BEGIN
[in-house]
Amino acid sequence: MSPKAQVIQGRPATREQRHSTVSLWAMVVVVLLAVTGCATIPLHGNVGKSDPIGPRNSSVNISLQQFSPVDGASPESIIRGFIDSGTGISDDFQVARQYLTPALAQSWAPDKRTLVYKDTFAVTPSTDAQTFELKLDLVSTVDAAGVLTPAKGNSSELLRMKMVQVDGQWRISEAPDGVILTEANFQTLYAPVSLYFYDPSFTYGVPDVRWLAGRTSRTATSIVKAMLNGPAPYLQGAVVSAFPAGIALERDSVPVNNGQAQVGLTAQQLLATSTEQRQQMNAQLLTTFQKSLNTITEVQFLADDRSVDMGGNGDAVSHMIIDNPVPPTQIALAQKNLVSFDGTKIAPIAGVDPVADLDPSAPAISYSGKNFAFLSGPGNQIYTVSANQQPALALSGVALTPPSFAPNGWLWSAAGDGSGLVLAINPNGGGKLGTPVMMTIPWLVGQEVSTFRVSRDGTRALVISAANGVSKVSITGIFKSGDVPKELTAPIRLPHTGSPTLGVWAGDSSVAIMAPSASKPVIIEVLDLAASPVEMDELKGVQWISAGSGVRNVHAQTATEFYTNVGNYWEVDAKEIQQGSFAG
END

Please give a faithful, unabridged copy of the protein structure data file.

[in-house]
Amino acid sequence: MSPKAQVIQGRPATREQRHSTVSLWAMVVVVLLAVTGCATIPLHGNVGKSDPIGPRNSSVNISLQQFSPVDGASPESIIRGFIDSGTGISDDFQVARQYLTPALAQSWAPDKRTLVYKDTFAVTPSTDAQTFELKLDLVSTVDAAGVLTPAKGNSSELLRMKMVQVDGQWRISEAPDGVILTEANFQTLYAPVSLYFYDPSFTYGVPDVRWLAGRTSRTATSIVKAMLNGPAPYLQGAVVSAFPAGIALERDSVPVNNGQAQVGLTAQQLLATSTEQRQQMNAQLLTTFQKSLNTITEVQFLADDRSVDMGGNGDAVSHMIIDNPVPPTQIALAQKNLVSFDGTKIAPIAGVDPVADLDPSAPAISYSGKNFAFLSGPGNQIYTVSANQQPALALSGVALTPPSFAPNGWLWSAAGDGSGLVLAINPNGGGKLGTPVMMTIPWLVGQEVSTFRVSRDGTRALVISAANGVSKVSITGIFKSGDVPKELTAPIRLPHTGSPTLGVWAGDSSVAIMAPSASKPVIIEVLDLAASPVEMDELKGVQWISAGSGVRNVHAQTATEFYTNVGNYWEVDAKEIQQGSFAG